THE FIRST 100 YEARS
17/12/1852 – 26/01/1934
At the time of the Founding of the Lodge in 1909, George Redwood was Provincial Grand Secretary of Surrey. In December 1918, he was appointed Deputy Provincial Grand Master, a post he held until 1934 when he died suddenly after an accident. References in the book, ’The History of Freemasonry in the Province of Surrey’ show him to have been a firm traditionalist when it came to what was acceptable and what was not. For a substantial period during his tenure of office he was Deputy to Edward Prince of Wales who was the Provincial Grand Master.
Describing the story of a Masonic Lodge, like many other institutions involving a changing membership over time, is not an easy task. The meeting venue may change, the membership constantly evolves and the world surrounding moves on. It is, of course, based on a Masonic structure and ritual but balanced against this are countless human perceptions, relationships, expectations and memories. It has been said that something lives only as long as the last person who remembers it.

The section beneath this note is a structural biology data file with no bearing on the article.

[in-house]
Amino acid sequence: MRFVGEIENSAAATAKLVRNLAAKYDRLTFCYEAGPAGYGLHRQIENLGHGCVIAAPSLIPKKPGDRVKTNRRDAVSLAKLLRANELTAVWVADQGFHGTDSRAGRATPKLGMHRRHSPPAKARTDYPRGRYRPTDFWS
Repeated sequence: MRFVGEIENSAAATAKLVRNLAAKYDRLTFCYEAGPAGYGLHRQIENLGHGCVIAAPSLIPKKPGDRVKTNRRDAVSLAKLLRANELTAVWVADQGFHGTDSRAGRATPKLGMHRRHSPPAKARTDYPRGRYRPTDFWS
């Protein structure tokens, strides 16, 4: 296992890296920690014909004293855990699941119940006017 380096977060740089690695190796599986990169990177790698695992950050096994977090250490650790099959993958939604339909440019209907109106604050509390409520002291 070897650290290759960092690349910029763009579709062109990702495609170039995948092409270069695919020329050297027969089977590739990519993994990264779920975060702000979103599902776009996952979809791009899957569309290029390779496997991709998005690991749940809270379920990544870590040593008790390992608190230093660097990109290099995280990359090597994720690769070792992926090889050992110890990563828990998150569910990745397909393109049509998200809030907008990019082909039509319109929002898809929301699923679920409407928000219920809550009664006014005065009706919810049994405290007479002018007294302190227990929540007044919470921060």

With this in mind, we trust that brethren in years to come, will read this short story and gain an insight into both its roots and the predecessors who built the tradition that is Redwood Lodge.
W Bro G.E.Anstead, PPAGSwdB. Secretary of Redwood Lodge 3411.
My sincere thanks to the current secretary of the Lodge, W Bro. Gary Anstead,
for his help and assistance in providing much of the records and paperwork needed to formulate this short history. (We are most fortunate in that all of the original minute books and registers are still in existence.) This small work can only be considered as the siftings of countless references and items of information which have been ground down to form the salient features which hopefully will capture the interest of the reader.
In the past, at suitable landmarks, a number of worthy brethren have seen fit to record summaries of the progress and development of Redwood together with references to various ‘characters’ numbered in the membership of the time. I make no apology for drawing on some of these rich sources of material.